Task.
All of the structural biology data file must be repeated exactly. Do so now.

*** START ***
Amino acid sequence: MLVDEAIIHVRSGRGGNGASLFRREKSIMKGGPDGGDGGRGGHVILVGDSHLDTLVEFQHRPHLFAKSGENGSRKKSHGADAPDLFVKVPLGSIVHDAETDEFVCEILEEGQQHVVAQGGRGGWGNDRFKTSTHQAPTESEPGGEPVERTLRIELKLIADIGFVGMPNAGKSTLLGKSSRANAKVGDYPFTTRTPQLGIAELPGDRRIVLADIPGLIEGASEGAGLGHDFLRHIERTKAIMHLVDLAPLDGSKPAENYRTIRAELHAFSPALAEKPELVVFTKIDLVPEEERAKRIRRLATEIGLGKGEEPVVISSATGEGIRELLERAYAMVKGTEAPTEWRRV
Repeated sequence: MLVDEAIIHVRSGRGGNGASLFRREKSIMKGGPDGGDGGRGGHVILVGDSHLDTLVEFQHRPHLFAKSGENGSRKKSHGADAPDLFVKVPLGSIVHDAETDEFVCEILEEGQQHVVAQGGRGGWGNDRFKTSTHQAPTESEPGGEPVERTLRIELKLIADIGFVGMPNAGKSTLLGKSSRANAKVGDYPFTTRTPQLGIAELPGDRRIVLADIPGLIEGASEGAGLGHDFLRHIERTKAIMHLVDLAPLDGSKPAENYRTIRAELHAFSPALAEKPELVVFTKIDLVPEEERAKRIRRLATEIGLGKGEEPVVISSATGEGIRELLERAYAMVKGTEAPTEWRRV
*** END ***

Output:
Amino acid sequence: MLVDEAIIHVRSGRGGNGASLFRREKSIMKGGPDGGDGGRGGHVILVGDSHLDTLVEFQHRPHLFAKSGENGSRKKSHGADAPDLFVKVPLGSIVHDAETDEFVCEILEEGQQHVVAQGGRGGWGNDRFKTSTHQAPTESEPGGEPVERTLRIELKLIADIGFVGMPNAGKSTLLGKSSRANAKVGDYPFTTRTPQLGIAELPGDRRIVLADIPGLIEGASEGAGLGHDFLRHIERTKAIMHLVDLAPLDGSKPAENYRTIRAELHAFSPALAEKPELVVFTKIDLVPEEERAKRIRRLATEIGLGKGEEPVVISSATGEGIRELLERAYAMVKGTEAPTEWRRV
Repeated sequence: MLVDEAIIHVRSGRGGNGASLFRREKSIMKGGPDGGDGGRGGHVILVGDSHLDTLVEFQHRPHLFAKSGENGSRKKSHGADAPDLFVKVPLGSIVHDAETDEFVCEILEEGQQHVVAQGGRGGWGNDRFKTSTHQAPTESEPGGEPVERTLRIELKLIADIGFVGMPNAGKSTLLGKSSRANAKVGDYPFTTRTPQLGIAELPGDRRIVLADIPGLIEGASEGAGLGHDFLRHIERTKAIMHLVDLAPLDGSKPAENYRTIRAELHAFSPALAEKPELVVFTKIDLVPEEERAKRIRRLATEIGLGKGEEPVVISSATGEGIRELLERAYAMVKGTEAPTEWRRV